Still on a grunge kick, here’s another classic of the genre that everyone owned (with the probable exception of our infernal HMO), at one point or another…
Playing this 1993 record now, in 2017, I still knew every word and what came next in every song. Rather than that being boring, though, it was like being with an old friend you haven’t seen in a long time. The good kind, with whom you can just pick right up and it’s like no time has elapsed at all. Damn, we played the hell out of this CD, back in the day! I even learned how to play Disarm and Today on the guitar. Bet I could still do it now.
I had vague memories of (at one time) thinking that this album was over-produced, that it was so fixed up that the sound was brittle. This time through, I didn’t notice at all. So, either my memory is faulty, or I thought that way at the time but didn’t this time around? Cool story, bro… Anyway.
What struck me most was just how fuckin’ heavy this all was… I hadn’t remembered. There are guitars all over this damn thing, and they’re crunchy as hell, the bass is massive, and the drums are pounding… Turn it up in the good headphones, it’s a huge, passionate sound. Whoa.
A pure classic of its era, and another damn-near-perfect, very satisfying album.
Tracks: Cherub Rock / Quiet / Today / Hummer / Rocket / Disarm / Soma / Geek U.S.A. / Mayonaise / Spaceboy / Silverfuck / Sweet Sweet / Luna
Here’s one I found, during my trip to Taranna with my lovely wife, at She Said Boom! for $3. When I exclaimed to my lovely wife at the ridiculously low price, she said it must surely be because there were so many copies released, so everyone already has one, right? But still! $3?? That’s NUTS!
The Racy Lacy Series, Part 12 (2CD)
Honestly, I struggled, here. How to cover this? After the over-produced, brittle brilliance of Siamese Dream, they drop a double album? What to say?
It’s fucking brilliant, a masterstroke. Most bands don’t even try this after their biggest release because they cannot comprehend the scope of such a project.
28 tracks. A pile of singles. Diamond certification. 7 Grammy nominations. I mean, you want big, this was the shit.
It was totally refreshing to hear this again, now. Hot damn!
The truth of the mattter is that Smashing Pumpkins were a group of talented musicians who made interesting and challenging music that perfectly fit their times. Whatever you may think of them, it’s pretty hard to not concede at least this point.
There was something unearthly about them, which I pin mostly on Billy Corgans’ voice. It was harsh and nasal, yet smooth at the same time. Further, his inventive guitar work is still amazing to me now, listening to this retrospective of their varied and short career. It’s no wonder guitar magazines held him up as a modern six-string savant every once in a while. And the rest of the band were definitely not slouches either. Nope, no way. It all worked for them, and it sold a kajillion records. Way to go. They must have been awesome to see live (sadly, I never got the chance).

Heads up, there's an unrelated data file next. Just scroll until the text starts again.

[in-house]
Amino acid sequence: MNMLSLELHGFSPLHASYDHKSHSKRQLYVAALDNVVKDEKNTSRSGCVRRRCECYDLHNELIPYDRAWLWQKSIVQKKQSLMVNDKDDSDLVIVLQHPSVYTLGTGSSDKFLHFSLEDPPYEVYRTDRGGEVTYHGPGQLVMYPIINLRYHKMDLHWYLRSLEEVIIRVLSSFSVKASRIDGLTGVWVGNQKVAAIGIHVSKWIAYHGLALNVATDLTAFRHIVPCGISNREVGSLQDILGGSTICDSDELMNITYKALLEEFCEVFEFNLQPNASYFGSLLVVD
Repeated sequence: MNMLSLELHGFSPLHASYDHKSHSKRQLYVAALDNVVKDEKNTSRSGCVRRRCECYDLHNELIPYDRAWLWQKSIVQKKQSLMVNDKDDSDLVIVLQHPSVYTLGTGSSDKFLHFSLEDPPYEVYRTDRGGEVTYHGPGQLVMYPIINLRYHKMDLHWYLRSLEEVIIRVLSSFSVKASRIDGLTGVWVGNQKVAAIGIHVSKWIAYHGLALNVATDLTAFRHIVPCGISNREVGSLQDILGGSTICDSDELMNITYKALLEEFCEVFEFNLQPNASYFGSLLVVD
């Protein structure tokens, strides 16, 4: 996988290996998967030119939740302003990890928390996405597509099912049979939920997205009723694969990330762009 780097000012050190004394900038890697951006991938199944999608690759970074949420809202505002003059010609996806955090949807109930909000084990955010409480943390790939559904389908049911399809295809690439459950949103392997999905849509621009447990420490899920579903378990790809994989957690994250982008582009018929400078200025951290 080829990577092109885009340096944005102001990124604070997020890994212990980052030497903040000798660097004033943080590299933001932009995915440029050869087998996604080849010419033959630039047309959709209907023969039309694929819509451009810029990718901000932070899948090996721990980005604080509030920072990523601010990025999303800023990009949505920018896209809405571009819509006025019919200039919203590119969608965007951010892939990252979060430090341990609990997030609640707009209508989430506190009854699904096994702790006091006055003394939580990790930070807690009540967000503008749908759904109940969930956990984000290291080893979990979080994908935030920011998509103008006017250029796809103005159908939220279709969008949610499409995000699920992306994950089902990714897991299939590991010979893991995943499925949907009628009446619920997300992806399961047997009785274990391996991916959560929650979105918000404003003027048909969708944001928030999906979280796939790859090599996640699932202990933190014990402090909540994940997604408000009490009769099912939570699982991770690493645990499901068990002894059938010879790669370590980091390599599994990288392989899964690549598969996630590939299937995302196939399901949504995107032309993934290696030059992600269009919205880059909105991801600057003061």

By these few words so far, you’ll have gathered that I was (and still sometimes am) a fan. Owning up, then, I have all the albums and most of the singles. So yeah, that is pretty telling right there. I couldn’t listen to them all the time even then, though, and I still can’t now. But every once in a while they’re the only thing that works for me, and this hits collection is perfect for those moments of need.
As these songs play, I’m again drawn to the lyrics, which always sounded more to me like poetry put to music than song-lyrics… if that makes any sense to you at all. And the hooks! It’s one after the other, endlessly. No wonder radio loved them for so long. Even your Mom could toe-tap in the dentists’ waiting room to some of the more accessible tracks here. Of course, these are balanced by the heavier, darker tunes we all knew and loved at the time (and which made them definite products of their era). Admittedly, by the time they reached their later records, it was over. But what a run they had!
All the hits are here (and a couple of new tracks too). If you were a sometimes fan then, and can’t be arsed to hunt down all of their releases, this disc will have all of the songs you like (and a few you may not have heard that are just as worthy of your attention). Interesting that it’s set up as a chronological collection. Only more serious fans would know the stuff from Gish, so if they were trying to sell it as a stand-alone disc, it might have made more sense to put the bigger hits up front and to bury the (still great) early tracks further along in the disc. Oh, it doesn’t matter to me, but I’ll bet the casual fan skips the first couple of tracks to get to the stuff they heard ad nauseum back in the day. To each their own. I say Turn It Up!
Oh, and as far as the recent talk of a reunion and a new record, I say fine. But I’m not likely to run out and buy it right away. As I said, they were of their time, and getting the band back together is not always the best idea. Still, it couldn’t be all bad… could it?